Blog > HR Best Practices

How to Handle Difficult Employees

How to Handle Difficult Employees

One of the hardest aspects of owning a small business is hiring and training qualified employees. Small business owners are dependent on their employees to represent the company but often can’t offer the perks and benefits of larger companies. When an employee is becoming difficult, it can be tempting to simply cut him or her loose. But finding and training an employee is an investment of time and money. If possible, sticking with your initial investment—that is the employee—is a better course of action. Here are some steps small business owners can take to handle difficult employees.

1. Consult a lawyer or human relations expert

Most small businesses don’t have the luxury of an HR department. Before you hire your first employee, make sure you have a full understanding of the laws about employment in your city and state. If you have a particularly difficult employee problem, you may wish to talk to a lawyer to make sure you handle the situation appropriately.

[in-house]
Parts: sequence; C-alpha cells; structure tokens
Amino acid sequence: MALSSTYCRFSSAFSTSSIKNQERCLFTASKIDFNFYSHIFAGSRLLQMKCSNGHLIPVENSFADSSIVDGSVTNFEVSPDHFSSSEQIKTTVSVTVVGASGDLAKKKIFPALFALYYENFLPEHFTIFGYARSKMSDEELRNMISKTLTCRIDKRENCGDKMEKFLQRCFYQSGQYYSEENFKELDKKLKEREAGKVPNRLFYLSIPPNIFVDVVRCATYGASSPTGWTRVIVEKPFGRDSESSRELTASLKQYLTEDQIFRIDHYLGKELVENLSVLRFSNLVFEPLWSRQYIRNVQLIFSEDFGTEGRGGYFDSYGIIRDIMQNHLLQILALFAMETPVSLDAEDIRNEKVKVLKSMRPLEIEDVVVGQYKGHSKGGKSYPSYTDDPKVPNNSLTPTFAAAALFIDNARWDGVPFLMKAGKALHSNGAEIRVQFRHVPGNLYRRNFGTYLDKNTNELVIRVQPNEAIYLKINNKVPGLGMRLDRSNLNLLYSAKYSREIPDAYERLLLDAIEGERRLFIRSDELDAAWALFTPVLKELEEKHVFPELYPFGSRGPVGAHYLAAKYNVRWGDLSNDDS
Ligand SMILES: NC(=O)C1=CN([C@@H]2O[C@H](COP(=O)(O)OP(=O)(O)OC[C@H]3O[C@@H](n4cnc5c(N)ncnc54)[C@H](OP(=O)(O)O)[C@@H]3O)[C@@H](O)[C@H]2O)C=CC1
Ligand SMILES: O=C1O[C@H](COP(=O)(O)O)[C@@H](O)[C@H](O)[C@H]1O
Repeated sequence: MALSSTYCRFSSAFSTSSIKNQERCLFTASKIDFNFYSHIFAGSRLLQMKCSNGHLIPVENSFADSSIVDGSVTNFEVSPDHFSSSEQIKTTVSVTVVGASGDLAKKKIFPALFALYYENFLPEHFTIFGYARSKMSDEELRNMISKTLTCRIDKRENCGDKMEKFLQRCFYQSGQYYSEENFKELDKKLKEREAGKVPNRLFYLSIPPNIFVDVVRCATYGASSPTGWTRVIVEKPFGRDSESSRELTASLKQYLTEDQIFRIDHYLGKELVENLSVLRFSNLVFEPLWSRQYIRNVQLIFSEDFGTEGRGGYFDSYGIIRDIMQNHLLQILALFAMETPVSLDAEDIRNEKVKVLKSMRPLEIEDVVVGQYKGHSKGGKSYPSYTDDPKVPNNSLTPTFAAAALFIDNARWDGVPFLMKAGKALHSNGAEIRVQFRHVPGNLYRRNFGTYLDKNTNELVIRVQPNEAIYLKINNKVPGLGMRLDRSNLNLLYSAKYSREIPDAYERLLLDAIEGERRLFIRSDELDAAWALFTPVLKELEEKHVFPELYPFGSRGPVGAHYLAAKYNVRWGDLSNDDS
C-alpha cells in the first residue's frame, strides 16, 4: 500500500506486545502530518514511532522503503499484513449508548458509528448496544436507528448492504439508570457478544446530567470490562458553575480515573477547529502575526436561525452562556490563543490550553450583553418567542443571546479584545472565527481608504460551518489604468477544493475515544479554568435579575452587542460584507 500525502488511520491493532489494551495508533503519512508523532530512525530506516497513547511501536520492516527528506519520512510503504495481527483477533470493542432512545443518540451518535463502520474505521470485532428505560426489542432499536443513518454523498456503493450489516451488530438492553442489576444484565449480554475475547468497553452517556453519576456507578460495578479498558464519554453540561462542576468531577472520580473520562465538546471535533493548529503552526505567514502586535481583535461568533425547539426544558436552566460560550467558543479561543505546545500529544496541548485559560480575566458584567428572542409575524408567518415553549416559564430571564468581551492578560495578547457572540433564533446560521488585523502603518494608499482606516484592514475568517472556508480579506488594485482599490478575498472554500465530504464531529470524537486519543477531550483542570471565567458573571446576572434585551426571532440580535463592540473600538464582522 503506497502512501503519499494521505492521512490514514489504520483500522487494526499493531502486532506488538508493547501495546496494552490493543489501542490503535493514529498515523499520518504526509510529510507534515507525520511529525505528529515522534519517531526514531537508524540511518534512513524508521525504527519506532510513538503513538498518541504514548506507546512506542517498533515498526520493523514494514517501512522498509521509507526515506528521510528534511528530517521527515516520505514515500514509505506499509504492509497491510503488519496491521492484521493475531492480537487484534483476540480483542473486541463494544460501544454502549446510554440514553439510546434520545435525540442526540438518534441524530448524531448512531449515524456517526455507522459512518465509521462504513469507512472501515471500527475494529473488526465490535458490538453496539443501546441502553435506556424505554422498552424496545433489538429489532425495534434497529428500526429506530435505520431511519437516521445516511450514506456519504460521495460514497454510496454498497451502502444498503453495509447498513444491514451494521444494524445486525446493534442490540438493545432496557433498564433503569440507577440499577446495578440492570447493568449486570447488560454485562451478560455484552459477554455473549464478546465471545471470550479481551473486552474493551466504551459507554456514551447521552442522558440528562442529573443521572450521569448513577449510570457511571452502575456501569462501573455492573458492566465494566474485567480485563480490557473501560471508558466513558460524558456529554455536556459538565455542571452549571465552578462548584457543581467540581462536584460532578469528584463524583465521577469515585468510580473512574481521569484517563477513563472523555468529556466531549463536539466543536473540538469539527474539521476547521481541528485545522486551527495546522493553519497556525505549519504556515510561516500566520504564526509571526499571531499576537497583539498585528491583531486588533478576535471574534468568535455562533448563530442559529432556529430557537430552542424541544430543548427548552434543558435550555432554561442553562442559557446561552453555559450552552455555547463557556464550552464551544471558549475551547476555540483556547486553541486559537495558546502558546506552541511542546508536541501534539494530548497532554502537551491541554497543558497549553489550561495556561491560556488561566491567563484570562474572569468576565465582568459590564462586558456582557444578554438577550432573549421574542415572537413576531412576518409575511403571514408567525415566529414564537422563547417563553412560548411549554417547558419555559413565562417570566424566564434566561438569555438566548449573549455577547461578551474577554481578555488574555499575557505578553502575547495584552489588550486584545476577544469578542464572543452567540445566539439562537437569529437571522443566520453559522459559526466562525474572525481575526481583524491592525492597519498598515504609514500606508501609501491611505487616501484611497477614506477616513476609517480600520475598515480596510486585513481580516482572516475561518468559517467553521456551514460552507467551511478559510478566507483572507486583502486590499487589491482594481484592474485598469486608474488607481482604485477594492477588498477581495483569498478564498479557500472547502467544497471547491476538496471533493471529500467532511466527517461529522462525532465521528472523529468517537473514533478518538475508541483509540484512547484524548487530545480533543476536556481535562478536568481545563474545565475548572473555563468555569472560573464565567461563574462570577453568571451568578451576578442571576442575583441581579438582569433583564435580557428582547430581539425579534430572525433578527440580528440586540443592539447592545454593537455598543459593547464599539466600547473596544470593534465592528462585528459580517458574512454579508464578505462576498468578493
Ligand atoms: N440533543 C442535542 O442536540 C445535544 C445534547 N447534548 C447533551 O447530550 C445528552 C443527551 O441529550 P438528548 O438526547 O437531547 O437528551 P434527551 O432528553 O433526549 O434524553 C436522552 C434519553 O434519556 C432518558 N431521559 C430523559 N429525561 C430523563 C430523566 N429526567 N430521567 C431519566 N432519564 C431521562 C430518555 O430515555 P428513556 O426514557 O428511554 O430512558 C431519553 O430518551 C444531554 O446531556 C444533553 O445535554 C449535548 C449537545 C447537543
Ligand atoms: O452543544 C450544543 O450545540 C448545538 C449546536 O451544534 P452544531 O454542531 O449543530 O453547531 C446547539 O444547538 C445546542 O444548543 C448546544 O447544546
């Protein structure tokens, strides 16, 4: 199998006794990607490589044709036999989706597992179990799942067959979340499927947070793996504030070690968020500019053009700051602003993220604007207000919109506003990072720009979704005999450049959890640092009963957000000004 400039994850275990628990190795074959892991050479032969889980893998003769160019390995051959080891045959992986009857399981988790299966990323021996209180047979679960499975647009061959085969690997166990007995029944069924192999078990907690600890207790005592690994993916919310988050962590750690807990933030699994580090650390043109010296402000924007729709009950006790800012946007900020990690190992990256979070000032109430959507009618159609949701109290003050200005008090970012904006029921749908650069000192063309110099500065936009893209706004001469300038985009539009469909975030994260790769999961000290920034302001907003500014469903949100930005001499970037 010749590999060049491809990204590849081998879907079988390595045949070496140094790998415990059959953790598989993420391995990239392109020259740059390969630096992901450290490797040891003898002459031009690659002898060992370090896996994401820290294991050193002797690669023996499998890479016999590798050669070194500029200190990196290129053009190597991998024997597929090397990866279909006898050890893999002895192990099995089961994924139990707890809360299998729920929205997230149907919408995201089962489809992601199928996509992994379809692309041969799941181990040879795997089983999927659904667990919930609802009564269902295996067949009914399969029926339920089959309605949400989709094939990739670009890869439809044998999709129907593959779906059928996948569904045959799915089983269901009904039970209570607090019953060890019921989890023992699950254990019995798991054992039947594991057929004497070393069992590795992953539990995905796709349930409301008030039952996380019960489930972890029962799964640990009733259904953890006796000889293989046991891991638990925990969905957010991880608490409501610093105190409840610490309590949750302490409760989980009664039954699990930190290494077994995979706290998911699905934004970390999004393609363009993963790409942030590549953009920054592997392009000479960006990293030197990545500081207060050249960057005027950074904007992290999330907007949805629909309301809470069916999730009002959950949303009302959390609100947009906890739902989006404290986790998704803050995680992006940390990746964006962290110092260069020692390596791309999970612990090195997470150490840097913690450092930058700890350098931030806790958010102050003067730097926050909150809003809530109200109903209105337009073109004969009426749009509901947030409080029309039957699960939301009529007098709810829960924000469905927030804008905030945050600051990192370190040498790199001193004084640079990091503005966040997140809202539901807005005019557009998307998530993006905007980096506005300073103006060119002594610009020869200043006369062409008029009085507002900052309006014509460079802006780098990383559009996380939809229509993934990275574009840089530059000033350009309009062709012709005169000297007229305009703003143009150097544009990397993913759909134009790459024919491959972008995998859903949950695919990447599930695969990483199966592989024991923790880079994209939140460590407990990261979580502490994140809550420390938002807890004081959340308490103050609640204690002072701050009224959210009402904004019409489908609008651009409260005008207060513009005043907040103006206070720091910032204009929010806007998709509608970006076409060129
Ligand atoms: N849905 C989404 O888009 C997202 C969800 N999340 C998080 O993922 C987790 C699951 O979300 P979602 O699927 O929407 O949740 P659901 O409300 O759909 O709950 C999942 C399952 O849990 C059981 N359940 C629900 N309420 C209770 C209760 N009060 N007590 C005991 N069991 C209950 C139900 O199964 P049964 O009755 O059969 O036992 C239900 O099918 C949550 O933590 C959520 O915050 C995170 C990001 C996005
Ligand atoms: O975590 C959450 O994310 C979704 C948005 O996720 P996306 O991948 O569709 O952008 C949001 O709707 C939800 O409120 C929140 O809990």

2. Determine the cause

If a previously good employee has suddenly become difficult, try to find out why. Has something changed at your business? Even a minor change such as opening or closing an hour earlier or later may have ramifications for an hourly employee. Or maybe a change was made without consulting her, and she feels under appreciated. The trouble may not have anything to do with work but may be personal.

3. Be clear and kind

If you’re unhappy with an employee it’s unfair to the employee for you not to share that information. Make sure though that you don’t pile on with a list of complaints. Start by praising things the employee does well and then express your concerns.

4. Be firm about expectations

Before talking to your employee, make sure to decide how you will evaluate improvement. Communicate these expectations to your employee.

5. Set times to check in

This problem didn’t happen overnight, so it won’t be solved overnight. Set regular meetings to evaluate the employee’s progress and continue to be clear and kind in expressing what’s going well and what isn’t.

Of course, the best way to avoid difficult employees is to be careful in your hiring and training practices. Make sure you give all your employees every chance to succeed!